The numbers don’t lie -- and they don’t bode well for the future of organized labor.
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The percentage of Americans who belong to labor unions has fallen dramatically in the past three decades, from 23% in 1980 to 11.9% in 2010, according to the U.S. Bureau of Labor Statistics.
Meanwhile, the gap continues to widen between union membership rates in the public (36.2%) and private (6.9%) sectors, a disparity that has rankled taxpayers, many of whom are dealing with layoffs and cutbacks at their private sector jobs. Rankled them because private workers can’t and don’t expect the same benefits union members routinely demand, notwithstanding the stubborn economic downturn.
So on top of dwindling membership in the U.S., there’s been a growing backlash to organized labor. To wit, rancorous battles over collective bargaining rights for public employees in Wisconsin and Ohio, and running skirmishes between the governor of New Jersey and the leaders of that state’s public employee unions.
All of which raises the question of whether the Obama administration is out of step with broader public sentiment in terms of the role of organized labor in American society.
Moreover, given the rising enmity toward unions, some recent pro-labor rulings by regulatory arms of the administration appear to have done more harm than good by serving only to push the unions further outside the mainstream of public sentiment.
Ivan Osorio, a labor policy analyst with the conservative-leaning Competitive Enterprise Institute, said the Obama administration is treating the unions like a “protected industry.” And by doing so the administration “isn’t doing anyone any favors,” he said.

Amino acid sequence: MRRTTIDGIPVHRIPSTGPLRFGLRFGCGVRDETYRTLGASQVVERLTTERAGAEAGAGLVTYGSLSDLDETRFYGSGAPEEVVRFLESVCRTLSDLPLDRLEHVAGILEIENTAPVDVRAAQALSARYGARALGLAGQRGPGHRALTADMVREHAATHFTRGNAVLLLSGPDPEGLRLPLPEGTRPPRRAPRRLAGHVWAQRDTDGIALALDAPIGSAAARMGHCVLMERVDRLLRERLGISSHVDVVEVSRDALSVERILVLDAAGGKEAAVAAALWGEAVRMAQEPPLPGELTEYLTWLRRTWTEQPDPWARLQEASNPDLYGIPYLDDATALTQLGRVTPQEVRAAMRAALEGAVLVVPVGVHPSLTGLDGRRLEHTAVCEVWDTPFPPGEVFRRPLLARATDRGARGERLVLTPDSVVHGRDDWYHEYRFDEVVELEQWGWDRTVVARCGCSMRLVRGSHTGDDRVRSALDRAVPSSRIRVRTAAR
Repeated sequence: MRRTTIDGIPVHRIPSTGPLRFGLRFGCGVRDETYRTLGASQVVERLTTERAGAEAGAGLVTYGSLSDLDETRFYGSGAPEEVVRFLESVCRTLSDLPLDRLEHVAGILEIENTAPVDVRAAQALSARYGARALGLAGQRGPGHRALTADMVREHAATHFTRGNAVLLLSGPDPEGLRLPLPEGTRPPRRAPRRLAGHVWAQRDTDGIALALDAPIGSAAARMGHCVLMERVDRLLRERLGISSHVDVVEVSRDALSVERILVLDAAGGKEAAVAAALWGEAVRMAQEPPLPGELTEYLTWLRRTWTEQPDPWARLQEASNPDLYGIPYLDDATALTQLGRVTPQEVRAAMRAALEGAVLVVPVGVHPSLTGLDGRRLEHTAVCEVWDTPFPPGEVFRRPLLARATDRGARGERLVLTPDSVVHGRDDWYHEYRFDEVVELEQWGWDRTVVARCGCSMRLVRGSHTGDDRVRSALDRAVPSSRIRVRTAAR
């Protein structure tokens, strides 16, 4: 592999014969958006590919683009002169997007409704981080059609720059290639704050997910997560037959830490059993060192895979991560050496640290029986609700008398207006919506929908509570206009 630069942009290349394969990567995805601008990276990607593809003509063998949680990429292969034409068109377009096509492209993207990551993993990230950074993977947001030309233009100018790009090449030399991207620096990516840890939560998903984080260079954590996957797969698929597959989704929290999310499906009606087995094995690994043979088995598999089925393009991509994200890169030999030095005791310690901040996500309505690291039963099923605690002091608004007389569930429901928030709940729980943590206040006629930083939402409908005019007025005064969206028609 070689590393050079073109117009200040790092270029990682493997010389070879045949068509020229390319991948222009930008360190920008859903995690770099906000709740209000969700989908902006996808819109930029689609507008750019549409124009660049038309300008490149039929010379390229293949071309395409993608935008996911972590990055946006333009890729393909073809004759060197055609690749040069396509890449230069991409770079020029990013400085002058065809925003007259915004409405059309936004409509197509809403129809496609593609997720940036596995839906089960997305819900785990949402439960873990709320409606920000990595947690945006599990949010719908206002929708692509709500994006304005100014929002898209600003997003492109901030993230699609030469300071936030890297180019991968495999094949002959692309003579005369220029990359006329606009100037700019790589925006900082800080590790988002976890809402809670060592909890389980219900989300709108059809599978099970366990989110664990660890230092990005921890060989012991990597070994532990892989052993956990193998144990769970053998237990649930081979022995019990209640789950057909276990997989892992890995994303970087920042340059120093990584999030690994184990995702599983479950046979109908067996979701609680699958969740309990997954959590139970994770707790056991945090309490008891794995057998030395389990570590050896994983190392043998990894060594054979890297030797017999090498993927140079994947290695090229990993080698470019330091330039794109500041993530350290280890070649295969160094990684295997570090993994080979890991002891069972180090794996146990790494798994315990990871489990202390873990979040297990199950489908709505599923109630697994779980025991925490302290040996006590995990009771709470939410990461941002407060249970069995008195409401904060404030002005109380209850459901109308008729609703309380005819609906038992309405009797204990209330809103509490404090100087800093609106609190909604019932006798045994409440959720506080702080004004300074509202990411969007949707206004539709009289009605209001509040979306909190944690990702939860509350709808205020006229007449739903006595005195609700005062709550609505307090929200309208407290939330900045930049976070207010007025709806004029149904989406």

In reality, recent pro-union rulings by the National Labor Relations Board [NLRB], which investigates unfair labor practices, have hurt the long-term viability of organized labor by “shielding them from having to adapt to changing economic realities,” said Osorio.
In other words, times have changed and unions are no longer viewed as needed to protect vulnerable workers from predatory employers. Instead, unions are now widely seen as corrupt entities that exploit their deep political connections to push an out-of-date agenda.
Organized labor’s critics point to a recent NLRB complaint against Boeing Corp. (NYSE:BA) which seeks to bar the aerospace giant from opening a second assembly line for its 787 Dreamliner airplanes in a non-union plant in South Carolina rather than in a union plant near its headquarters outside Seattle.
The NLRB says Boeing is moving the jobs illegally to retaliate against strikes by its union member employees. Boeing says that’s ridiculous – the company just wants to build its planes in the most cost-efficient manner possible.
Either way, the ruling has led to accusations that the Obama administration condones an environment in which unions can dictate to companies where those firms can build their factories and produce their goods.